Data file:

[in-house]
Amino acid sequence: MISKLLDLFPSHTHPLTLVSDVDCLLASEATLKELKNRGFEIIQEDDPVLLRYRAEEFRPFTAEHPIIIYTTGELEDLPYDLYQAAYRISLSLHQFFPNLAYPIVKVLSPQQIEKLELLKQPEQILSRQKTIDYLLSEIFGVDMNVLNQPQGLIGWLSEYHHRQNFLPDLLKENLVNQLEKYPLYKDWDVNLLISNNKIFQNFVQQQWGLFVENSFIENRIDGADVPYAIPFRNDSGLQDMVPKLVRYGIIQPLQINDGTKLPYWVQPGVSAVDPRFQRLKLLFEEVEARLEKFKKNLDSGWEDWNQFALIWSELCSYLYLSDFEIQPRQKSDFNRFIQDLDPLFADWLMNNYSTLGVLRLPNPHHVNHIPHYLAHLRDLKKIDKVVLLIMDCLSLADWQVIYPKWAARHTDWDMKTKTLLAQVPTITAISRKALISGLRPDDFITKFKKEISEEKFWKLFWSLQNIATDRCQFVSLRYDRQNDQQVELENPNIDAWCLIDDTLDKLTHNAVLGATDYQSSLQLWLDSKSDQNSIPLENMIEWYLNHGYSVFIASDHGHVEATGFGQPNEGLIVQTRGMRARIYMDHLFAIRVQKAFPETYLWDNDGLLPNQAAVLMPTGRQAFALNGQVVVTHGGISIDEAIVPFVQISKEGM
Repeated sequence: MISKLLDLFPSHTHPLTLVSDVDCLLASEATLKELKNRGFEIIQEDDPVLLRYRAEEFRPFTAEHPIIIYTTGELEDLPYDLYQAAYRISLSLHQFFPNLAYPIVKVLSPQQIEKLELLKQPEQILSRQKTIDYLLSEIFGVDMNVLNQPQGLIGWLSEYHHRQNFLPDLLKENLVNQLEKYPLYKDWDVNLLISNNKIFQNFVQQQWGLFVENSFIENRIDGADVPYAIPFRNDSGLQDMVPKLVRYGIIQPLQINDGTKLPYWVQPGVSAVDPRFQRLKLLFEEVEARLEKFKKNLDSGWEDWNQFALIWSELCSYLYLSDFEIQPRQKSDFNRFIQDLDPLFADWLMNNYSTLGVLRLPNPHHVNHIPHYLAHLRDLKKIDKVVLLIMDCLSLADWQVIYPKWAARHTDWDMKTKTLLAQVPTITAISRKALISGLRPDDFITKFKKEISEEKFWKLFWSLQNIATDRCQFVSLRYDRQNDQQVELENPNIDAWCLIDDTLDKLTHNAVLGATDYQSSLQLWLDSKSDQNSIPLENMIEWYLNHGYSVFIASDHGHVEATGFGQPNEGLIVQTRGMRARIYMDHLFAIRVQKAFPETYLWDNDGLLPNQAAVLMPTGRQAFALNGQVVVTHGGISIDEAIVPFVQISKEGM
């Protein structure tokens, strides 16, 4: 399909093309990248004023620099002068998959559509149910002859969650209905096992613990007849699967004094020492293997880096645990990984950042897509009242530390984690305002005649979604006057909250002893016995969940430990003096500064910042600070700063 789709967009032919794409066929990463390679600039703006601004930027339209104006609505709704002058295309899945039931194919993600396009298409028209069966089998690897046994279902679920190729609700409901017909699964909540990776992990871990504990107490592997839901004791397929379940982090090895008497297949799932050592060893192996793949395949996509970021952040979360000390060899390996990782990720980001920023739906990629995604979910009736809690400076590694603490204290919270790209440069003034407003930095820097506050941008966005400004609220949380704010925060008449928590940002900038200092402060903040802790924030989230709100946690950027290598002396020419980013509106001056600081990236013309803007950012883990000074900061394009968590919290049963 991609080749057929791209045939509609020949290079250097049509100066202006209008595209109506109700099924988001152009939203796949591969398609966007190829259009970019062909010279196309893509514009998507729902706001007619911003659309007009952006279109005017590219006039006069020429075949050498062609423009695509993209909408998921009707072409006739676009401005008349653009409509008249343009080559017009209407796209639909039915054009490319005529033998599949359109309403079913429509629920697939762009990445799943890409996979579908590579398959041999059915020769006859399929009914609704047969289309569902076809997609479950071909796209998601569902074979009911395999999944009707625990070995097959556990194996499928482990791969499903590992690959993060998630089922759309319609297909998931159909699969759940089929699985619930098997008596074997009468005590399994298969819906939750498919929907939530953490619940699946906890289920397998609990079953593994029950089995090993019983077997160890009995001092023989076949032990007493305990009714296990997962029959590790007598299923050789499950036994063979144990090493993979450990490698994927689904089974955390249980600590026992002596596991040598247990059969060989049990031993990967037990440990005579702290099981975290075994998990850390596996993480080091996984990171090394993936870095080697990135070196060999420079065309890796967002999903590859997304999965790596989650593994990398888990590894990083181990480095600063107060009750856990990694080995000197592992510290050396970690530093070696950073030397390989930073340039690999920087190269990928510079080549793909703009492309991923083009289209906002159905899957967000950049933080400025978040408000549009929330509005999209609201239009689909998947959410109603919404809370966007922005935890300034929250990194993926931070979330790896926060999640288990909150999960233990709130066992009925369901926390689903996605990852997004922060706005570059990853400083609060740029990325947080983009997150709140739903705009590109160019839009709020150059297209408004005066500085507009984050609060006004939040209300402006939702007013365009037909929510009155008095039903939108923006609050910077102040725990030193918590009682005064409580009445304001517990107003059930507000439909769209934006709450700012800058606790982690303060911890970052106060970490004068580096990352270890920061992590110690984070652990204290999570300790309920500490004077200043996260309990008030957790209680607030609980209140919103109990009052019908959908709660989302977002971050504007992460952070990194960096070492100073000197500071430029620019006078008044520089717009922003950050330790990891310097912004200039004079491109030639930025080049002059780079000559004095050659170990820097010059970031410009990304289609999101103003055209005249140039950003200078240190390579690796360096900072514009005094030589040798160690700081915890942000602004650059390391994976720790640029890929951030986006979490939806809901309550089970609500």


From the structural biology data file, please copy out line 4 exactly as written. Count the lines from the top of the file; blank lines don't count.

């Protein structure tokens, strides 16, 4: 399909093309990248004023620099002068998959559509149910002859969650209905096992613990007849699967004094020492293997880096645990990984950042897509009242530390984690305002005649979604006057909250002893016995969940430990003096500064910042600070700063 789709967009032919794409066929990463390679600039703006601004930027339209104006609505709704002058295309899945039931194919993600396009298409028209069966089998690897046994279902679920190729609700409901017909699964909540990776992990871990504990107490592997839901004791397929379940982090090895008497297949799932050592060893192996793949395949996509970021952040979360000390060899390996990782990720980001920023739906990629995604979910009736809690400076590694603490204290919270790209440069003034407003930095820097506050941008966005400004609220949380704010925060008449928590940002900038200092402060903040802790924030989230709100946690950027290598002396020419980013509106001056600081990236013309803007950012883990000074900061394009968590919290049963 991609080749057929791209045939509609020949290079250097049509100066202006209008595209109506109700099924988001152009939203796949591969398609966007190829259009970019062909010279196309893509514009998507729902706001007619911003659309007009952006279109005017590219006039006069020429075949050498062609423009695509993209909408998921009707072409006739676009401005008349653009409509008249343009080559017009209407796209639909039915054009490319005529033998599949359109309403079913429509629920697939762009990445799943890409996979579908590579398959041999059915020769006859399929009914609704047969289309569902076809997609479950071909796209998601569902074979009911395999999944009707625990070995097959556990194996499928482990791969499903590992690959993060998630089922759309319609297909998931159909699969759940089929699985619930098997008596074997009468005590399994298969819906939750498919929907939530953490619940699946906890289920397998609990079953593994029950089995090993019983077997160890009995001092023989076949032990007493305990009714296990997962029959590790007598299923050789499950036994063979144990090493993979450990490698994927689904089974955390249980600590026992002596596991040598247990059969060989049990031993990967037990440990005579702290099981975290075994998990850390596996993480080091996984990171090394993936870095080697990135070196060999420079065309890796967002999903590859997304999965790596989650593994990398888990590894990083181990480095600063107060009750856990990694080995000197592992510290050396970690530093070696950073030397390989930073340039690999920087190269990928510079080549793909703009492309991923083009289209906002159905899957967000950049933080400025978040408000549009929330509005999209609201239009689909998947959410109603919404809370966007922005935890300034929250990194993926931070979330790896926060999640288990909150999960233990709130066992009925369901926390689903996605990852997004922060706005570059990853400083609060740029990325947080983009997150709140739903705009590109160019839009709020150059297209408004005066500085507009984050609060006004939040209300402006939702007013365009037909929510009155008095039903939108923006609050910077102040725990030193918590009682005064409580009445304001517990107003059930507000439909769209934006709450700012800058606790982690303060911890970052106060970490004068580096990352270890920061992590110690984070652990204290999570300790309920500490004077200043996260309990008030957790209680607030609980209140919103109990009052019908959908709660989302977002971050504007992460952070990194960096070492100073000197500071430029620019006078008044520089717009922003950050330790990891310097912004200039004079491109030639930025080049002059780079000559004095050659170990820097010059970031410009990304289609999101103003055209005249140039950003200078240190390579690796360096900072514009005094030589040798160690700081915890942000602004650059390391994976720790640029890929951030986006979490939806809901309550089970609500």